Will “Company Gardens” Catch On? What Can They Influence?

PSFK pointed me to a great article in the NYtimes from last month entitled “The Rise of Company Gardens.” At corporate office parks around the globe, companies are turning lawns over to carrots and cucumbers, all in the name of encouraging employee health and happiness, and perhaps earning some green street cred along the way. Best Buy, Google, Kohl’s, Pepsico, and many lesser known brands are among the companies experimenting with the practice.

The trend comes along with a general rise in awareness about the benefits of fresh vegetables, an interest in organics, and the “back to the earth” aesthetic that gardening theoretically brings. Employees can literally pick a salad for lunch at some facilities, and at others, according to the Times, fresh greens are passed around at board meetings. Audubon magazine suggests that the trend could even improve mental health among employees while they encourage each other to watch and tend crops at break time. I suppose it beats “trust falls” at the ropes course.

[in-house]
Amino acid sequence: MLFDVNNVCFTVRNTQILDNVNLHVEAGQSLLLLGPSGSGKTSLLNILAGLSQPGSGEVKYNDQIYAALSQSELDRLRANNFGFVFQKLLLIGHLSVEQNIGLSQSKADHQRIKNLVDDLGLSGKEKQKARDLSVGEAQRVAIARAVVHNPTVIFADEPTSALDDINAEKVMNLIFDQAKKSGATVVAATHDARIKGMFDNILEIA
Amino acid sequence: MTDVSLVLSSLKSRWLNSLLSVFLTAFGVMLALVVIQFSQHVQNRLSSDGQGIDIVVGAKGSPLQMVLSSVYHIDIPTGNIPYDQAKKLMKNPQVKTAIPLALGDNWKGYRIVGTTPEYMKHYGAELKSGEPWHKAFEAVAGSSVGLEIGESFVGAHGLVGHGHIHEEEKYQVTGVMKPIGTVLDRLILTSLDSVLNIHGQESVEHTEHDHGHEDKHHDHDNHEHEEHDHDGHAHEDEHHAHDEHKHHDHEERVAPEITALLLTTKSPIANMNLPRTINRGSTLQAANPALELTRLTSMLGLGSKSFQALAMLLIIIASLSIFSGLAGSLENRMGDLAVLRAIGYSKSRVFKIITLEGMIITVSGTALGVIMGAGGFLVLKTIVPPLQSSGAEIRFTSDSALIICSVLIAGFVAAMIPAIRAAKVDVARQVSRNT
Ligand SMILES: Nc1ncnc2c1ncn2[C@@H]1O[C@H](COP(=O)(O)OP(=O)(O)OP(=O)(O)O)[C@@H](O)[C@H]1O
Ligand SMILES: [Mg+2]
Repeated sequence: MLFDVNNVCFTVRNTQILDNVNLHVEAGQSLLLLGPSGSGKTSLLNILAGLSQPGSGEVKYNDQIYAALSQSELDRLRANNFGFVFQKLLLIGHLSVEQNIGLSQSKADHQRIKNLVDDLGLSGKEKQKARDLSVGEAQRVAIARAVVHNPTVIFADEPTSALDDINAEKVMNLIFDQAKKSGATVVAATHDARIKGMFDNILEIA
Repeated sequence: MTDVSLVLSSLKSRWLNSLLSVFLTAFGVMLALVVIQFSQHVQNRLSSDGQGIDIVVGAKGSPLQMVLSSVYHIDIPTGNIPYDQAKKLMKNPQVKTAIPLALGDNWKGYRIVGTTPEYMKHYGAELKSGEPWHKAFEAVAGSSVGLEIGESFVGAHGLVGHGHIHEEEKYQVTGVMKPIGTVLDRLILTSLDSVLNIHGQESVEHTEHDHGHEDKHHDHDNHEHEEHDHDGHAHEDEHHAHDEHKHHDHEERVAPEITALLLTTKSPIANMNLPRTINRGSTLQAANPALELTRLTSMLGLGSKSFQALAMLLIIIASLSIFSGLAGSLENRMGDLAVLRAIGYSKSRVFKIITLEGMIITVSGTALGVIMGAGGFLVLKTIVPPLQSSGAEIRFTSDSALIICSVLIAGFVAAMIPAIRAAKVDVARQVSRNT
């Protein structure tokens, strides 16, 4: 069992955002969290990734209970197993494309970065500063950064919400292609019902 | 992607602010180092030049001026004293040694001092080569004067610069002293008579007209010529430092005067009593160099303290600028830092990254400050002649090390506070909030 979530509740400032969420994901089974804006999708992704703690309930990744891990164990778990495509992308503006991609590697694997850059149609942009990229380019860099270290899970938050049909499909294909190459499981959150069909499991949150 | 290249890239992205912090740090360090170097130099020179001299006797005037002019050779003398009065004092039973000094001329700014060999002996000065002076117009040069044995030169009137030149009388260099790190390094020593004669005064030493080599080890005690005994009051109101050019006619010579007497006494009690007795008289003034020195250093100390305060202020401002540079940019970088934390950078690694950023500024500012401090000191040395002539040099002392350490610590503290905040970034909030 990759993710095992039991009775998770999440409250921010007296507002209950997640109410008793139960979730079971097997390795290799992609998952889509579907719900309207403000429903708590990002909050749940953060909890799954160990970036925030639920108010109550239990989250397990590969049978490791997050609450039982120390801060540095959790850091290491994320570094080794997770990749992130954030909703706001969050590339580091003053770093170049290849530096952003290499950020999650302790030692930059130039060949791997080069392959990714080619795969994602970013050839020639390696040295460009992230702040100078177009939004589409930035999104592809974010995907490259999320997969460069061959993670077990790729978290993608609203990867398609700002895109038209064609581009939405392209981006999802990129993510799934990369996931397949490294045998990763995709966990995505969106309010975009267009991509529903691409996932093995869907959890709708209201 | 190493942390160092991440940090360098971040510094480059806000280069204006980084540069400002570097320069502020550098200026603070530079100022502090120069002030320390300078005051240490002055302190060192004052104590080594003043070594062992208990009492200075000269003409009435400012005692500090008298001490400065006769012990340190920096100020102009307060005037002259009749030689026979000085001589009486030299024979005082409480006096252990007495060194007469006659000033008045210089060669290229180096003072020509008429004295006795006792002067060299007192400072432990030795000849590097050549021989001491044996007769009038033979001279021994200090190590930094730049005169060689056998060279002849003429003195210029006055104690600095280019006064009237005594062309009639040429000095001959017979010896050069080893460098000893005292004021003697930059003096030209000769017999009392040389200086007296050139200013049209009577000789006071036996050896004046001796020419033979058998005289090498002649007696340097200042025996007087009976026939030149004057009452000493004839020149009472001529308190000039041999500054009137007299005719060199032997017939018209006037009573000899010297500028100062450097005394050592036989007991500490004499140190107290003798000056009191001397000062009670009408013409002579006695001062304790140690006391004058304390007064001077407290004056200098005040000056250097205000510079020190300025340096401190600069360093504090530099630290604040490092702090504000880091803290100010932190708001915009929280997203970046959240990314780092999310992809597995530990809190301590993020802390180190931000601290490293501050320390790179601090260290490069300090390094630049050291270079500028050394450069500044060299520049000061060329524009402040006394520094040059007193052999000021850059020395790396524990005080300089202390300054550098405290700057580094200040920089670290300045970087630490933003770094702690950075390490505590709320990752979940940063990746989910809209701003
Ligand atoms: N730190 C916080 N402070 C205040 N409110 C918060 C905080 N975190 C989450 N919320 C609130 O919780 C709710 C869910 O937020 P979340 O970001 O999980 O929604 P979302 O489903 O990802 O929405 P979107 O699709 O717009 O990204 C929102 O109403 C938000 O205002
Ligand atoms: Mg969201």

It’s ironic that a company like PepsiCo, which sells mostly processed junk food, would so enthusiastically jump on the bandwagon. But can we fault them for trying? Is there a chance that the presence of corporate gardening could seep deeper into the consciousness of the organization and into the edibles it produces?

Who knows exactly how seriously anyone at the top level takes this beyond symbolism and human resources. Still, companies have to be applauded for putting some thought outside the box. It’s likely that some employees will take the garden idea home to their own backyards, and be ever slightly more conscious about what they eat and where their food comes from. It would be hard to ignore that influence later on when workplace decisions on ingredients and sourcing are underway.

Nick Aster is a new media architect and the founder of TriplePundit.com

TriplePundit.com has since grown to become one of the web's leading sources of news and ideas on how business can be used to make the world a better place.

Prior to TriplePundit Nick worked for Mother Jones magazine, successfully re-launching the magazine's online presence. He worked for TreeHugger.com, managing the technical side of the publication for 3 years and has also been an active consultant for individuals and companies entering the world of micro-publishing. He earned his stripes working for Gawker Media and Moreover Technologies in the early days of blogging.

Nick holds an MBA in sustainable management from the Presidio School of Management and graduated with a BA in History from Washington University in St. Louis.